Death is sleeping
beneath the surface of the water.
She is alive with insects,
moss flowering over her wings.
Little black bat, submerged in formaldehyde,
leather-skinned old woman–
don’t wake just yet.
I’d like to make a bargain with you:
a little more time, if you please. Ask
and I will provide. What is it you’d like?
My baby teeth? A lock of my hair,
cut before it turned dark?
The memory of a conversation
five years gone,
worn down to threads?
I cannot sit here any longer
waiting for you to rise up,
streaming ropes of bright water from your shoulders,
cloaked in glass,
and opening your membranous wings
to blot out the light.
The waiting is worse than anything.
Do you want me to sing you back to sleep? I will do so.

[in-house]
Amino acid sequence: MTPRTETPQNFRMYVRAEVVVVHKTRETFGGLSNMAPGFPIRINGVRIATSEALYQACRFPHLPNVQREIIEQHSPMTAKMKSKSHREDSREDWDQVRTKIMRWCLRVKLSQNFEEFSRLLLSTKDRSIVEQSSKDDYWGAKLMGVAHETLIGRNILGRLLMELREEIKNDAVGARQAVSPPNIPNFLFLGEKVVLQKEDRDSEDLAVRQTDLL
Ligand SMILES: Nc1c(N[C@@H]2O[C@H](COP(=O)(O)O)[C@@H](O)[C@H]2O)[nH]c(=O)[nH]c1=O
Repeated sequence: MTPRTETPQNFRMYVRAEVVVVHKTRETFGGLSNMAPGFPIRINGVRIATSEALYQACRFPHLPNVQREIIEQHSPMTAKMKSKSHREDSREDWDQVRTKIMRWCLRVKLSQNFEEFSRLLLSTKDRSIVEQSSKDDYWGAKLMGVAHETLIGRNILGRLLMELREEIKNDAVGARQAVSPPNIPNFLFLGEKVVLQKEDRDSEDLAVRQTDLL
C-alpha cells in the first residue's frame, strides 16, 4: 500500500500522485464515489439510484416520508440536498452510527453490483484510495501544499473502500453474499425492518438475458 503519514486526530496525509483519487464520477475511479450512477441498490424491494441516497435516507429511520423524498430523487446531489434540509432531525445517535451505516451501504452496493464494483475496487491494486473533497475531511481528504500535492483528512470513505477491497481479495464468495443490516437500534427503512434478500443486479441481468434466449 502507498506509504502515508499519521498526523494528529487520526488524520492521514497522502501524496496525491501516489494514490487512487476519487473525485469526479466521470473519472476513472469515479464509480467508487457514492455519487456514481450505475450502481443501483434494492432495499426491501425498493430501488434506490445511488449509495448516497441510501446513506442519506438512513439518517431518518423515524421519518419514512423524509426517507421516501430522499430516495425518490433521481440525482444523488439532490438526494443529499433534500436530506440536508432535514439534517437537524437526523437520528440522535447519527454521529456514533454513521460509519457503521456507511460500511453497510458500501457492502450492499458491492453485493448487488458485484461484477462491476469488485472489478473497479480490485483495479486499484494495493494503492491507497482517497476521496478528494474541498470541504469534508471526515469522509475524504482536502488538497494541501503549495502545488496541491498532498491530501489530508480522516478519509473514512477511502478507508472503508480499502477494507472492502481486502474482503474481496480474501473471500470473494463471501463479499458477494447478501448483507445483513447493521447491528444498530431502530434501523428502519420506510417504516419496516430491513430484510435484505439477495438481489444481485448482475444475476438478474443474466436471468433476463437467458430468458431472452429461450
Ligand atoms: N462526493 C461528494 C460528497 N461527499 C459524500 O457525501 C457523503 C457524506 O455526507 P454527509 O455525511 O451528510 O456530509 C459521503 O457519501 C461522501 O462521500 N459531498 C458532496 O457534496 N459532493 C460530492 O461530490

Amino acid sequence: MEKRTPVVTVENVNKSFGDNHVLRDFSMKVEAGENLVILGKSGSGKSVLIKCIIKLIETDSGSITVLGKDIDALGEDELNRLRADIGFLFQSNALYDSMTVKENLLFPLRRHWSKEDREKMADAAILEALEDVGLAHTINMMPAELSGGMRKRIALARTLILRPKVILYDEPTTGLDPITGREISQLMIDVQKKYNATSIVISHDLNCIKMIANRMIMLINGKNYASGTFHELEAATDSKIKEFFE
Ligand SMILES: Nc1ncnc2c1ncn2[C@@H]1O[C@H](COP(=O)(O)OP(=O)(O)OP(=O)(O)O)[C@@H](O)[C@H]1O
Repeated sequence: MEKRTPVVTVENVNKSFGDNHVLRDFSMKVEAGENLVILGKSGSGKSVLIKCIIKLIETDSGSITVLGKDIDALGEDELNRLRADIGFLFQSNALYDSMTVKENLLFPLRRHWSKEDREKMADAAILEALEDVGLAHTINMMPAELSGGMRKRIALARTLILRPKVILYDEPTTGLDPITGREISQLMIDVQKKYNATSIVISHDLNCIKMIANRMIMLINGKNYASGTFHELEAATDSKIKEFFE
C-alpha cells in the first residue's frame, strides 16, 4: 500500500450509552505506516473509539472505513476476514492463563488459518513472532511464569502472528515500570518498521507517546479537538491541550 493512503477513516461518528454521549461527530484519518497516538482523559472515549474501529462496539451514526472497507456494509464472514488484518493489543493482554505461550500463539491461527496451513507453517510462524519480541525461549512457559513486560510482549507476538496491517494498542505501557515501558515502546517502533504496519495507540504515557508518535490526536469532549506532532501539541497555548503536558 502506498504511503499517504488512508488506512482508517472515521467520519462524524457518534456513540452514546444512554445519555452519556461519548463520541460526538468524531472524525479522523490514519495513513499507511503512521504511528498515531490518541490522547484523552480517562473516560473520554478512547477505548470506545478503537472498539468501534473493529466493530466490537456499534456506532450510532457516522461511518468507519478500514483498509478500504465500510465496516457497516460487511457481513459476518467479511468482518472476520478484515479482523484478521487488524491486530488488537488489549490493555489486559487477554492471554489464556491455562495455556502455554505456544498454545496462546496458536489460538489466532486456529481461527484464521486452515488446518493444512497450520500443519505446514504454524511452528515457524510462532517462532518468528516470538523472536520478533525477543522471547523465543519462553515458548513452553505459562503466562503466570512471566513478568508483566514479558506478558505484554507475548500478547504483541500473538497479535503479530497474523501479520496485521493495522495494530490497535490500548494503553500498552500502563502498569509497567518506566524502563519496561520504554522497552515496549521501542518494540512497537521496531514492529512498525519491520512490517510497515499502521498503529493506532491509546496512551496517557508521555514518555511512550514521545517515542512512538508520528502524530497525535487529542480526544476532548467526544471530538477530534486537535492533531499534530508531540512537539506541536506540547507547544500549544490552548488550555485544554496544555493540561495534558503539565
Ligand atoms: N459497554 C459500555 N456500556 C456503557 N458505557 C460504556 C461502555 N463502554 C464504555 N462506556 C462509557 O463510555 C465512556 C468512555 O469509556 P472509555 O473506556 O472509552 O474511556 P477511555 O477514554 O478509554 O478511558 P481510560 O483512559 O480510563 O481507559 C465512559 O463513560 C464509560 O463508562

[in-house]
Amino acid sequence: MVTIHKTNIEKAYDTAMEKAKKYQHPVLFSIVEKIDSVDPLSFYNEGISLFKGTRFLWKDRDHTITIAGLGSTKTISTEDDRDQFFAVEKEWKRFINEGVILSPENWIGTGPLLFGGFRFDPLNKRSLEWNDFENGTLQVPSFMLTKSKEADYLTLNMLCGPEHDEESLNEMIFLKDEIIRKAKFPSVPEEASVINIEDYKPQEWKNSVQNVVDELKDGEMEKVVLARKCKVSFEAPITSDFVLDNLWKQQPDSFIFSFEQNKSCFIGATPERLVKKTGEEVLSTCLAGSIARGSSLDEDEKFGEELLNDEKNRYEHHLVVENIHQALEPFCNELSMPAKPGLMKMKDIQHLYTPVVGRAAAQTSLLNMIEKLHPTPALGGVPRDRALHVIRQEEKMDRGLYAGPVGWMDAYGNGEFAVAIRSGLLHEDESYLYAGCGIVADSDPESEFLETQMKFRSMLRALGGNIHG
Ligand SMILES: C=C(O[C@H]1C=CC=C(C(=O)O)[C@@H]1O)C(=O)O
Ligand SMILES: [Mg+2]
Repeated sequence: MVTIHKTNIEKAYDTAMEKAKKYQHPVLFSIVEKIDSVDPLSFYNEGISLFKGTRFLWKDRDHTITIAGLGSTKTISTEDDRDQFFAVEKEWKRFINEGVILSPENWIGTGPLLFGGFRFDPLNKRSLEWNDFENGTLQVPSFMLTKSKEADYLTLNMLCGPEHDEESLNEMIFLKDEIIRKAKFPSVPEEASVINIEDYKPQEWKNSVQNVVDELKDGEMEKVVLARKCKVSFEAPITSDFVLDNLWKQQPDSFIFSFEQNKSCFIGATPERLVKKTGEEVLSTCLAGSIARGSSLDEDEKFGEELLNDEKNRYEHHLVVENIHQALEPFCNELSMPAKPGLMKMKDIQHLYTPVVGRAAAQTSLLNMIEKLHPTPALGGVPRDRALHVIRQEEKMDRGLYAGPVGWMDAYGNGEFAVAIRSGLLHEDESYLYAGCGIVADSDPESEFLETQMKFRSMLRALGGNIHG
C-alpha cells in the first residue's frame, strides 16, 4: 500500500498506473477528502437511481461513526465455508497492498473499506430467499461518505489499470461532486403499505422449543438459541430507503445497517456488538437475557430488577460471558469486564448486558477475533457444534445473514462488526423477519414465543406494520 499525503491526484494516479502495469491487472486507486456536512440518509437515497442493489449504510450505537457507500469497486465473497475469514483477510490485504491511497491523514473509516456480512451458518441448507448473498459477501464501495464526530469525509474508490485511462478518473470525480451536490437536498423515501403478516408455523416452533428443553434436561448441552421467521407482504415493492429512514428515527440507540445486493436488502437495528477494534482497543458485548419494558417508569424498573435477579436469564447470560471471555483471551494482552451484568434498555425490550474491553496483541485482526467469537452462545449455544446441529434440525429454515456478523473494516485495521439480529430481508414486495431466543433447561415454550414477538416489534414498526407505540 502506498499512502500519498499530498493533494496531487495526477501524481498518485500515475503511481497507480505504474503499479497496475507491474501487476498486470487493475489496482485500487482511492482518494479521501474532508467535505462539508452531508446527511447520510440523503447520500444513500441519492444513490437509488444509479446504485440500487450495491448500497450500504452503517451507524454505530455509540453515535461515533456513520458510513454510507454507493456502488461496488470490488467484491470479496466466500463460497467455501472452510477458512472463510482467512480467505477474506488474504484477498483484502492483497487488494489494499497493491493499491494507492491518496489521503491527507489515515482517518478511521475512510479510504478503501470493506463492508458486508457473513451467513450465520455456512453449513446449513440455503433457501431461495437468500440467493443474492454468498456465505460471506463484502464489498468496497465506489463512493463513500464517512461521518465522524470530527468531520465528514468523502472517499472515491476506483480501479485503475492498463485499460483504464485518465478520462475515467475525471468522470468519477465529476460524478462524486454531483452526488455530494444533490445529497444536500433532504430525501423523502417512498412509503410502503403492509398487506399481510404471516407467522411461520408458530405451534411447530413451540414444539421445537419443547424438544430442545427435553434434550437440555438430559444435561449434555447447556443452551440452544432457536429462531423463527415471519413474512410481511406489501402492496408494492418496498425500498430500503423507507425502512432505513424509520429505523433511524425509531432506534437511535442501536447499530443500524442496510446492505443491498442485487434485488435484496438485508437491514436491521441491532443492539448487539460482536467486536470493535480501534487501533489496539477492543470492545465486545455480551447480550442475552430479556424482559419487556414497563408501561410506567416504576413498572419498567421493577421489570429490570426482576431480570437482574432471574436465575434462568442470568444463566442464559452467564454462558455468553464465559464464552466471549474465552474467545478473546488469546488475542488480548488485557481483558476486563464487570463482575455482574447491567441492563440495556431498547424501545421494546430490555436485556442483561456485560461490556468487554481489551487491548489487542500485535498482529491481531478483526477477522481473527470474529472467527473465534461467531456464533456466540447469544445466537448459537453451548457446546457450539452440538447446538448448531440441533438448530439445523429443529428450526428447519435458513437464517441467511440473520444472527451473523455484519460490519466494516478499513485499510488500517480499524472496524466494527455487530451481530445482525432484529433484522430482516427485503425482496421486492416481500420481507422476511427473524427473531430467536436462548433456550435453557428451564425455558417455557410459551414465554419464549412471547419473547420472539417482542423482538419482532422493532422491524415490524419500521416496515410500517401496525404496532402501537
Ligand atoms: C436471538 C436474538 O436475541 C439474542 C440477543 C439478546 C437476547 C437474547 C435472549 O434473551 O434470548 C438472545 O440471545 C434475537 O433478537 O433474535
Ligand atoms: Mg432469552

Only stop eating holes in all my possessions,
going through the things I love like woodworm
and making the water heave to and fro
with your breathing,
tossing and turning in the black music of your dreams.
Death, I love you best when you are asleep
and far away from here,
when I can hold you in my heart as a theorem,
as an abstract.
Rest easy, and let the waters fall to stillness
over your face,
like a baptism in reverse,
or a hermit crab retreating,
curling back into the dark brown chasm
of its shell.

by Ellison Skinner

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